The Two-Digit Cancellation Test (20) was designed to assess drug effects on visual attention and executive function in persons with mild cognitive impairment. The patients had 45 seconds to search for two target digits among rows of numbers on a page. The Two-Digit Cancellation Test score is the number of targets hit minus the number incorrectly marked (errors) minus the number of times the patient had to be reminded of the task.

The Letter-Number Sequencing Test is another component of the WAIS-III (19) and assesses working memory and executive functioning. The test administrator read aloud a group of numbers and letters (e.g., 9-C-3) then asked the patient to repeat them after rearranging them with the numbers first, in order from smallest to largest, followed by the letters in alphabetical order. The sequence length (2–8) was increased until the patient failed three trials of a given length. The score was the sum of the item scores (0–21).

The composite cognitive score, ranging from 0 to 51, was constructed so that the contribution of each test was roughly proportional to the time spent in administering the test. Tests stressing learning and memory were weighted only slightly more than the combination of those stressing attention or executive function. The composite cognitive score was defined as the sum of the following:

  1. The average number of words recalled on the three learning trials of the Verbal Learning and Recall Test (score 0–15) and the number of words recalled on the delayed recall test of the Verbal Learning and Recall Test (score 0–15)

  2. The fraction of all possible targets correct on the Symbol Digit Substitution Test (number correct divided by 133) multiplied by 7 (score 0–7)

  3. The number of targets hit minus the number incorrect minus the number of times the patient had to be reminded of the task divided by the possible number correct (40) on the Two-Digit Cancellation Test multiplied by 7 (score 0–7, set to 0 if negative)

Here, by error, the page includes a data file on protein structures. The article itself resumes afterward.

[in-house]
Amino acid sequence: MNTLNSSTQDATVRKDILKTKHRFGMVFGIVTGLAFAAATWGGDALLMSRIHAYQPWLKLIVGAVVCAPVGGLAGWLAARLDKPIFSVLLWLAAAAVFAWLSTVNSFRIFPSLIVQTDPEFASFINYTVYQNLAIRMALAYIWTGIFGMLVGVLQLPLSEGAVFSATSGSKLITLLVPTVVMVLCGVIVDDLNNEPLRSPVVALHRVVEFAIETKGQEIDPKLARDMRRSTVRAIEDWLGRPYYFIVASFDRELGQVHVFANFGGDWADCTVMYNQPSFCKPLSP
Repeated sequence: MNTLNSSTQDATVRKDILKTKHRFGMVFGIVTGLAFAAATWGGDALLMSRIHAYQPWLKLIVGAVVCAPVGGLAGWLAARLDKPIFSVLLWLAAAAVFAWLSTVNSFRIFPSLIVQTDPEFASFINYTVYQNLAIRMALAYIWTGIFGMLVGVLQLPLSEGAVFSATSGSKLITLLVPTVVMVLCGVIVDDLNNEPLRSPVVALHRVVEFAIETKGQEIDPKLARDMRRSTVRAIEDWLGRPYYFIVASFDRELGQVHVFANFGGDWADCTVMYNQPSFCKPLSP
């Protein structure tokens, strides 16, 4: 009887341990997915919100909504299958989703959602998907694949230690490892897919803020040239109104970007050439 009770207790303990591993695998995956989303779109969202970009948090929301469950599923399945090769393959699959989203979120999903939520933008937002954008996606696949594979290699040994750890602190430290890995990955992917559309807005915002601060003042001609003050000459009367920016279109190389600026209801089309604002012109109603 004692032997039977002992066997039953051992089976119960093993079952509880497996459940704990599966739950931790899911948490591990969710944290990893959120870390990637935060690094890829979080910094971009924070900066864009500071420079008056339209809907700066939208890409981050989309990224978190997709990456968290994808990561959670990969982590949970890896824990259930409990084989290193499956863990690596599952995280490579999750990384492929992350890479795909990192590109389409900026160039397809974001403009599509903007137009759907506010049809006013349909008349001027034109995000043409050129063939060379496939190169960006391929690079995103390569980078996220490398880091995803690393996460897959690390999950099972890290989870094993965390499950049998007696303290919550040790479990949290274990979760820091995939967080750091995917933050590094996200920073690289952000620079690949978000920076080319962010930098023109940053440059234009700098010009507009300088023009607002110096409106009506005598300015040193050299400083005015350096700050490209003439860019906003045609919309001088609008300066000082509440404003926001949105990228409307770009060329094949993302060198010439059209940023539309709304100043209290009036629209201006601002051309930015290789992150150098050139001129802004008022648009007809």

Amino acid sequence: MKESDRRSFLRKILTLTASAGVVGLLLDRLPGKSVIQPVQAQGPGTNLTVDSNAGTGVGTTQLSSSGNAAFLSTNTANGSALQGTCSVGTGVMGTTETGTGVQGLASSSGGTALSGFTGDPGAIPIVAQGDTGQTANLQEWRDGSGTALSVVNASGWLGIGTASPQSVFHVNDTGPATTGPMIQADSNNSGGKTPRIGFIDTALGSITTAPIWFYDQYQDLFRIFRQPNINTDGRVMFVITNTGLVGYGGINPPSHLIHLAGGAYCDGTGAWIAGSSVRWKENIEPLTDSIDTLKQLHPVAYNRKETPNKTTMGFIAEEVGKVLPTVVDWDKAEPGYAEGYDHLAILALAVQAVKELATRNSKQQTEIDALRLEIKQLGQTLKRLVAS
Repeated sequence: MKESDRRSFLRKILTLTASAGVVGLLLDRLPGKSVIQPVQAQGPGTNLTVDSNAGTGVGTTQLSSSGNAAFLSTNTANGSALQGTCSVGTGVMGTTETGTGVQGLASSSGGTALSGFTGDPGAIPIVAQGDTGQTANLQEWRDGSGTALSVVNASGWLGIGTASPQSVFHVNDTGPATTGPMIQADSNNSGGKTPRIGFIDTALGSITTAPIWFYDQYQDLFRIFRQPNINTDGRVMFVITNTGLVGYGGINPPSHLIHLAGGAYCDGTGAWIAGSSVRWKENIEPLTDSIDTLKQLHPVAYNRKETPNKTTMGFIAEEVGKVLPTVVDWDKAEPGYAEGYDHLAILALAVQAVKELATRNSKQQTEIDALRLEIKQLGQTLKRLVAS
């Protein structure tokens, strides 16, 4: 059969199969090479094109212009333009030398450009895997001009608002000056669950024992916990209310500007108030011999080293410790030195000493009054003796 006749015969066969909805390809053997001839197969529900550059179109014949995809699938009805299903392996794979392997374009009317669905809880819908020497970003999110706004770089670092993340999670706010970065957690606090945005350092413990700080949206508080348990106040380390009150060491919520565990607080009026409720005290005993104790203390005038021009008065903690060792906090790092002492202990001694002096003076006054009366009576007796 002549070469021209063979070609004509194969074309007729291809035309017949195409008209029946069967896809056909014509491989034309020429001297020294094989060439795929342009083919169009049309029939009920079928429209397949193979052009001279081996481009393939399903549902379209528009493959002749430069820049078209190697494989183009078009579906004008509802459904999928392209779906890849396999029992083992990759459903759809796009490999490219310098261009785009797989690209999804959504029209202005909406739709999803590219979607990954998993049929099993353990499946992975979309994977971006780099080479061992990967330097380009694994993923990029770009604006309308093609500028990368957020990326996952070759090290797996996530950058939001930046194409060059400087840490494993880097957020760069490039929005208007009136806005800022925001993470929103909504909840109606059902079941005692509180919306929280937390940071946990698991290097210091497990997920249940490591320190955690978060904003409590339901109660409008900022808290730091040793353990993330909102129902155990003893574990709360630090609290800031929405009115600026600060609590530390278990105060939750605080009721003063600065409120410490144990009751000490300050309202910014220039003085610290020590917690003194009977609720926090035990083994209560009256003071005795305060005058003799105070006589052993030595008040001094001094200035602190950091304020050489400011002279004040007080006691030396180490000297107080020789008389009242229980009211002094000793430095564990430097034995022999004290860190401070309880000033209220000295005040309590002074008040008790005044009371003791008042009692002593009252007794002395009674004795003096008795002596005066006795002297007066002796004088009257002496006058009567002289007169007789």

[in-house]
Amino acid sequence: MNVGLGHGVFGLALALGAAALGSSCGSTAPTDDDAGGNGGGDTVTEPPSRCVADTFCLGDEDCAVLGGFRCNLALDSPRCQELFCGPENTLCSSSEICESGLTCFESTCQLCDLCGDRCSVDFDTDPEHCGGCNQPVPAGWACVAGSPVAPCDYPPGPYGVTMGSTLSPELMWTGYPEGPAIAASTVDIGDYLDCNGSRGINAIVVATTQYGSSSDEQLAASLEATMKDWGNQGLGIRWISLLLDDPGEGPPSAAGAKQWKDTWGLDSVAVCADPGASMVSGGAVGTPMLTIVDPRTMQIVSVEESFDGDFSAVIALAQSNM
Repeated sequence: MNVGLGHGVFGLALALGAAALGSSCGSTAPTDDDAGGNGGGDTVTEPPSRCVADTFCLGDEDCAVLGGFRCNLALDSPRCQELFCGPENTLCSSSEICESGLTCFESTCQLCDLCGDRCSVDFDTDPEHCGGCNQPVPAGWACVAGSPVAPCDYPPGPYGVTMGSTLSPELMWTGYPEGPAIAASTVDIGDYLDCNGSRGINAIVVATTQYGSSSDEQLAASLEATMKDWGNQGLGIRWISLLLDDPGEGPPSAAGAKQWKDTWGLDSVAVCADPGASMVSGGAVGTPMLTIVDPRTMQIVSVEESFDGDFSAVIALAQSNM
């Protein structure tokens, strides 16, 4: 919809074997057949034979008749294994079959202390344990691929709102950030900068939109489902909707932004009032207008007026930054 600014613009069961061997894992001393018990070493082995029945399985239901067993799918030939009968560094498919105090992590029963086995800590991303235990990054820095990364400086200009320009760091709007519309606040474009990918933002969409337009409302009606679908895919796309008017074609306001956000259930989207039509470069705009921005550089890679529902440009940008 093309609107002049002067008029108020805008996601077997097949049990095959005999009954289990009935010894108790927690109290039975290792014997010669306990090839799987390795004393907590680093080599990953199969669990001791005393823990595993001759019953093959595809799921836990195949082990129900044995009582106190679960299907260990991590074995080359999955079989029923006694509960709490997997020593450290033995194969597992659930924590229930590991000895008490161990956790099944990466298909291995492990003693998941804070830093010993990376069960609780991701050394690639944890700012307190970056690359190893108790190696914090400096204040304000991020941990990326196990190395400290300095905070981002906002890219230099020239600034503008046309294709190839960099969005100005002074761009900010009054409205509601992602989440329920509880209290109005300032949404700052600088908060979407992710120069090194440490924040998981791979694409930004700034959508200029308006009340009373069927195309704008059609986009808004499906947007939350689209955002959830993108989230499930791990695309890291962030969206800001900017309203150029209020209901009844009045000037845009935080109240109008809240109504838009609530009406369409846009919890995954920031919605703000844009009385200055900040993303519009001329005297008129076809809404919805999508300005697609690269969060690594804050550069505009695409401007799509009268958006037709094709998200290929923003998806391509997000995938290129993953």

4. The total score on the Letter-Number Sequencing Test (0–21) divided by 3 (score 0–7)

The Geriatric Depression Scale (21) was developed as a basic screening measure for depression in older adults. The Visual Analogue Scale (22) for pain consists of six questions regarding the experience of overall pain, headache, back pain, shoulder pain, pain interference with daily activities, and time in pain while awake. The Visual Analogue Scale is used widely in the assessment of pain.

Cognitive measures and the MMSE were recorded once before random assignment and at the last visit of the acute treatment phase. The Geriatric Depression Scale, the HAM-D, the CGI severity scale, and the Visual Analogue Scale were recorded once before random assignment and at every visit of the acute treatment phase.

Response and remission rates were also secondary efficacy outcome measures, with response defined as a ≥50% decrease in the HAM-D total score from baseline to endpoint and remission as a HAM-D total score ≤7 at endpoint.

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Safety and Tolerability Measures

Safety and tolerability measures recorded at every visit included spontaneously reported adverse events, concomitant medications, weight, and supine and standing blood pressure and heart rate. An ECG, a urine sample, and blood for chemistry and hematology tests were collected at screening and at the last visit of the acute treatment phase.